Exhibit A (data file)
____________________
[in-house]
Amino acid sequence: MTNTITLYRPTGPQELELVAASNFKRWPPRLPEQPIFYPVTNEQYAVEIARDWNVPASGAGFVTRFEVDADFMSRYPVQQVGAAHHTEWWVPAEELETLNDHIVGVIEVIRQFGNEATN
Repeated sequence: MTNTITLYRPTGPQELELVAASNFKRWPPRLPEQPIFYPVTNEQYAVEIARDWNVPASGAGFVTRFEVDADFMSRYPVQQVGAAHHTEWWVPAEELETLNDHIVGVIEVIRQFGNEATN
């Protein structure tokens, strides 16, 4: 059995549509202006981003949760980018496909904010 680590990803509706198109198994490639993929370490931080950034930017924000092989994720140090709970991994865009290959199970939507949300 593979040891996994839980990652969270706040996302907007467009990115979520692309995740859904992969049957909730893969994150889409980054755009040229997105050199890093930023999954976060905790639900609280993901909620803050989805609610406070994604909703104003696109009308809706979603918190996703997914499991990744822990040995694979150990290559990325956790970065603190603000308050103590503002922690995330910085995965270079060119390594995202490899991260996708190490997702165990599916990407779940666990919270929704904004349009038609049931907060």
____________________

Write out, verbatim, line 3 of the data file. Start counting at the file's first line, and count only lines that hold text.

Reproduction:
Repeated sequence: MTNTITLYRPTGPQELELVAASNFKRWPPRLPEQPIFYPVTNEQYAVEIARDWNVPASGAGFVTRFEVDADFMSRYPVQQVGAAHHTEWWVPAEELETLNDHIVGVIEVIRQFGNEATN